NAFTA was a mixed blessing. Under the treaty, U.S. banks could open branch offices and U.S. citizens could invest in banking and insurance within Mexico. In addition, growing trade with the U.S., the start of more exportation and manufacturing at the northern states of the country. However, absent on the agenda was any mention of labor; NAFTA neither specified any provisions of labor nor addressed immigration from Mexico to the U.S., a negligence that would create a massive exodus of Mexican labor to the U.S. In sum, trade liberalization resulted in unemployment for workers in low-productivity occupations.
During Mexico’s 2006 elections, Felipe Calderon from the National Action Party (PAN) claimed victory. Mexico was undergoing massive migration from rural areas to cities, giving birth to the expanding informal economy. Economic growth from free access to capital and greater freedom allowed Mexico to experience a boom in production, which benefitted the new emerging middle class.
As Mexico began to revitalize its economic production to curb the problem of unemployment, the 2008 financial crisis occurred. In 2008 to 2009, 80 percent of all Mexican exports traveled to the U.S., but customers were not buying them. Rapid privatization from the 1980s to 1990s reduced the burden of spending placed on government. The wave of neoliberalism favored large corporations, inhibiting competition as well as the necessary supervision of labor standards. Mexico weathered down the 2008 crisis and is now experiencing economic growth once more. Calderon provided financial stability, expansion of health services and access to consumer credit to the wider population. However, pervasive poverty continues. Strong institutions, smart government intervention, and an end to political corruption are three requisites for Mexico to leave the shadow of its past and promote an agenda of economic growth, which means abandoning the neoliberal dogma. Some have argued that NAFTA did very little for economic development at local chains of production because of unskilled labor population, imported assembly parts, and global suppliers. The 2008 recession caused a 6.1 percent contraction of the economy. Further criticisms against NAFTA include mixed economic growth, lower real wages, and the lack of change for poorest segments of the population. Inequality and poverty have both increased as a result since NAFTA. The real irony of this entire experience is that real wages have declined steadily while trade has increased dramatically.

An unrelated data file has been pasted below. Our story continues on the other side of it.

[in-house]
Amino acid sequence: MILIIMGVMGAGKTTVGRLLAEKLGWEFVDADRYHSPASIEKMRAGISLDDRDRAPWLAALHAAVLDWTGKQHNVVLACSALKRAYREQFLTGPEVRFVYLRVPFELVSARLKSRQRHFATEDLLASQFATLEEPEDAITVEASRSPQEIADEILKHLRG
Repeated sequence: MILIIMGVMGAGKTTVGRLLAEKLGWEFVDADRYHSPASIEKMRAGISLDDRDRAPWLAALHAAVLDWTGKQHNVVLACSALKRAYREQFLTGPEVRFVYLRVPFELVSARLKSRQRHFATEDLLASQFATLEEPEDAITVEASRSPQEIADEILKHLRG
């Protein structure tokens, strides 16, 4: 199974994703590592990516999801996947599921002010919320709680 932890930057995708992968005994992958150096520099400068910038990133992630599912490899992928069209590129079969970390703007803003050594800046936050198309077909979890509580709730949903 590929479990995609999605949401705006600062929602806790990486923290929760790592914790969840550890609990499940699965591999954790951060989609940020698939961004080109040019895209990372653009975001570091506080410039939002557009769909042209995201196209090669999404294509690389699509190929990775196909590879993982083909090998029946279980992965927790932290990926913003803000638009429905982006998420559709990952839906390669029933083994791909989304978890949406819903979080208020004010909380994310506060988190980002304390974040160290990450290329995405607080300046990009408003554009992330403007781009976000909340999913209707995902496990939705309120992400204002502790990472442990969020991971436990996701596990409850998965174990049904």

Investments are desperately required to transform Mexico into a truly modern nation. Education and infrastructure are two areas that eventually need investment. One-fifth of Mexico’s workers are in the agricultural sector and 75 percent of poverty is from rural areas. Unless Mexico turns away from neoliberalism in the form of deregulation, low government intervention and favoring large businesses, inequality will continue to balloon, meaning that poverty will not decline, but increase in the following years if it is not addressed fully.
Facts and Figures from American Journal of Sociology, Manias, Panics and Crashes: A History of Financial Crises by Charles P. Kindleberger, Development and Social Change: A Global Perspective by Philip McMichael, Modern Latin America by Thomas Skidmore, Fair Trade for All: How Trade can Promote Development by Joseph E. Stiglitz, Globalization and Its Discontents by Joseph E. Stiglitz, and Mexico: Democracy Interrupted by Jo. Tuckman.